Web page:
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Tumor Suppressor Gene and Carcinogenesis

FREDERIC WAN - University of California, Irvine

The tumor suppressor gene (TSG) is known to be instrumental in maintaining homeostasis in cell proliferation.  A loss of both copies of the TSG through cell mutation induces carcinogenesis.  This talk analyzes the optimal (time-varying) cell mutation rate for the fastest time to a target cancerous cell population as a possible form of Darwinian microevolution.   It is shown that the optimal mutation rate of the present 2-step mutation process depends on the convexity of the (mutation rate dependent) cell death rate.   For death rates concave in the cell mutation rate, the optimal rate is again shown to be bang-bang and bounds are found for the optimal switch time Ts and the shortest time T to target.   For strictly convex death rates, the stationary solution is shown to be well-defined and its range of admissibility is delineated for the development of an appropriate method for obtaining numerical solutions.  While these results are similar to the (1-step) oncogene activation model previously analyzed,  there is a qualitatively significant difference in the structure of the Hamiltonian between the two models and a completely new approach is needed for the solution of the present problem.  Explanations are sought for the qualitative dependence of the optimal cell mutation rate on the convexity of the cell death rate.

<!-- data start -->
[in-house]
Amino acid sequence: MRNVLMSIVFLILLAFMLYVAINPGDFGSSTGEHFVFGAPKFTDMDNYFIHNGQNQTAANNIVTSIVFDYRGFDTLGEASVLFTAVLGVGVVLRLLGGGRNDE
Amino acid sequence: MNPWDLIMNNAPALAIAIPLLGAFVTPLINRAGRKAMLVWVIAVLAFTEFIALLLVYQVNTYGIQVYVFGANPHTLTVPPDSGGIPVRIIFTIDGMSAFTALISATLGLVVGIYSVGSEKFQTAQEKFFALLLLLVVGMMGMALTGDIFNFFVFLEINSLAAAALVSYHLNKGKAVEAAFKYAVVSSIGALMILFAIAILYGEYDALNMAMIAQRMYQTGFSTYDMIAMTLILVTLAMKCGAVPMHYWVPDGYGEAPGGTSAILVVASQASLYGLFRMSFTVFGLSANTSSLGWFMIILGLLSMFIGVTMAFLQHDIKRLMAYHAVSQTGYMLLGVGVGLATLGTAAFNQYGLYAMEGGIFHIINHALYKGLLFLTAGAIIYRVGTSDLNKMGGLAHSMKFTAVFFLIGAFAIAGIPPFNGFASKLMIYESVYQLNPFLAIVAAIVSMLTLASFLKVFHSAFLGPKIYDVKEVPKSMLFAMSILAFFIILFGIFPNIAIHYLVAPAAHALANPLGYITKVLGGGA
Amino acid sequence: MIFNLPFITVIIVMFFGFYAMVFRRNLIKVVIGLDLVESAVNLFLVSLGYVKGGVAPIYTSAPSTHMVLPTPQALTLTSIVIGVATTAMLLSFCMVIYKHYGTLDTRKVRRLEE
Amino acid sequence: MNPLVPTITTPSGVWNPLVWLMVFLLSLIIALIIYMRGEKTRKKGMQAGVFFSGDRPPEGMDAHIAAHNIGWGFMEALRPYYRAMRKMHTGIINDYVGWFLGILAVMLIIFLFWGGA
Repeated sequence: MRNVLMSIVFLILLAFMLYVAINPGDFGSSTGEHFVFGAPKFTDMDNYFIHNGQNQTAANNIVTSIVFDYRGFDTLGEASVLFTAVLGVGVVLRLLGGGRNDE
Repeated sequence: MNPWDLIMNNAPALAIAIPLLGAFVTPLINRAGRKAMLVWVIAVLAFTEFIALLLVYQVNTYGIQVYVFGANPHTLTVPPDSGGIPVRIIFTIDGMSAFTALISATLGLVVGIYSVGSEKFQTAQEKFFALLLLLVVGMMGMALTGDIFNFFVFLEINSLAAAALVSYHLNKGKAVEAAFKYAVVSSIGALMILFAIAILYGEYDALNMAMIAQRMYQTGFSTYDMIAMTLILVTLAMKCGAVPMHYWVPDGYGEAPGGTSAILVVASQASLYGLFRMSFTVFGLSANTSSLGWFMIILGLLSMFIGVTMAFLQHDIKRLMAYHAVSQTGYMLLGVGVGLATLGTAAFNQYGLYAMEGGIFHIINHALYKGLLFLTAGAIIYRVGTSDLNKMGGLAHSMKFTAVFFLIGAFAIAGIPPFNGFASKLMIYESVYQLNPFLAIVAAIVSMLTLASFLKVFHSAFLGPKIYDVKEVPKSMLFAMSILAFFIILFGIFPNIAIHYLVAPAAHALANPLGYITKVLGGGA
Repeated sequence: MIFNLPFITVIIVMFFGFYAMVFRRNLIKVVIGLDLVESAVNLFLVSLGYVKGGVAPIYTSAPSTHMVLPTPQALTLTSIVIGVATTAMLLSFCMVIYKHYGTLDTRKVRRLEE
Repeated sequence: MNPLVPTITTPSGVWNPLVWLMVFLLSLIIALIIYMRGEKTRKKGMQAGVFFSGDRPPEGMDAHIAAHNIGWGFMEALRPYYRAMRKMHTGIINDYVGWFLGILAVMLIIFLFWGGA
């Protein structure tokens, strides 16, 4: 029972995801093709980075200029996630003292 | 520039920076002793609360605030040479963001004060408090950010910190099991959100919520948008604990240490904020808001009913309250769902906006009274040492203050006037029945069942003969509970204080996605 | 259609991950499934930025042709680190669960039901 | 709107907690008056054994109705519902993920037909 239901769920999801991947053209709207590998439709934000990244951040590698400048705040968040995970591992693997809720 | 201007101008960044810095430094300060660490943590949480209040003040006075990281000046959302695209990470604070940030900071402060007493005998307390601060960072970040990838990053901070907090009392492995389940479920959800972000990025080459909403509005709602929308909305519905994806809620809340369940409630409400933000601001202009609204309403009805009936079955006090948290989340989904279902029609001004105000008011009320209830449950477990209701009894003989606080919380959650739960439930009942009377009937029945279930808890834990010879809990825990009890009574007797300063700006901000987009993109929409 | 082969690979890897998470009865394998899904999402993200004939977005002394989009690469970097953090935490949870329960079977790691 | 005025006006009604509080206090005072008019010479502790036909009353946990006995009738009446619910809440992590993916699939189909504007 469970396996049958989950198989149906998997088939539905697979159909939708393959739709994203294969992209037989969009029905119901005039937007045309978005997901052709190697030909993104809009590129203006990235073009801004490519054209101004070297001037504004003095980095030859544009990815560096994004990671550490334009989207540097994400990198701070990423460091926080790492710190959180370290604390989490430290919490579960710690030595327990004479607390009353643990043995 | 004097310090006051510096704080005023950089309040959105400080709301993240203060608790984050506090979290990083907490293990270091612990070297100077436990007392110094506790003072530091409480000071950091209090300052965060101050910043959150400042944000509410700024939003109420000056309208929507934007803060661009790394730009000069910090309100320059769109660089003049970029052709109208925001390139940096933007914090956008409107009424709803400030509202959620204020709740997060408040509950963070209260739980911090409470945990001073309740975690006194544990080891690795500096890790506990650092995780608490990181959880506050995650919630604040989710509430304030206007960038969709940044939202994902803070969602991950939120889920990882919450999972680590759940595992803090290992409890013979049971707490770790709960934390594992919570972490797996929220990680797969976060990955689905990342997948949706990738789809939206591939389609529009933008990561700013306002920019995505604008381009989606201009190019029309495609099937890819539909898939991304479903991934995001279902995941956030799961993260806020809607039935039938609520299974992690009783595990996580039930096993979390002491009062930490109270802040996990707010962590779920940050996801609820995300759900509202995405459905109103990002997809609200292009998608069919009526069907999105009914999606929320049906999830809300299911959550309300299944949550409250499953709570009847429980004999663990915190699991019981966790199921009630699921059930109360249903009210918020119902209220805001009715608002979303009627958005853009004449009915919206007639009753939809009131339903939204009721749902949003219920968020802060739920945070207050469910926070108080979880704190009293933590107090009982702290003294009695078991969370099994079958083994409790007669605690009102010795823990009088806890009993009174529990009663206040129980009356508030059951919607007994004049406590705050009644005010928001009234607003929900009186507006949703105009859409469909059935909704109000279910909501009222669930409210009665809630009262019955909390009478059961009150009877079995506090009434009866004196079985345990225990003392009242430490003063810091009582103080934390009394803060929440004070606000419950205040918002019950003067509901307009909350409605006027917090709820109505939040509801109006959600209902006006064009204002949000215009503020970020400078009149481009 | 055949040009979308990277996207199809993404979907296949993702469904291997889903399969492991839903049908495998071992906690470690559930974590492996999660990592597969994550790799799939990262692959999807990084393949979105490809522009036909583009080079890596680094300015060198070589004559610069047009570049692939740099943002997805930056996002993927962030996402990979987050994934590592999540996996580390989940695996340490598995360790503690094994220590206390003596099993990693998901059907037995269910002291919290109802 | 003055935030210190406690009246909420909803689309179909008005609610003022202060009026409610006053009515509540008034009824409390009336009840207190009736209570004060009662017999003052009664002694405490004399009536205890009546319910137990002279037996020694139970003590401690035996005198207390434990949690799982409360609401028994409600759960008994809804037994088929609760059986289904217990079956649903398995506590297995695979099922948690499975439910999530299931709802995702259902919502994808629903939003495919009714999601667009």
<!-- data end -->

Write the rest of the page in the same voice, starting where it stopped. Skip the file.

Location: 209 Eno Hall

Date/Time: 05/20/14 at 12:30 pm - 05/20/14 at 1:30 pm

Category: Special Seminar

Department: EEB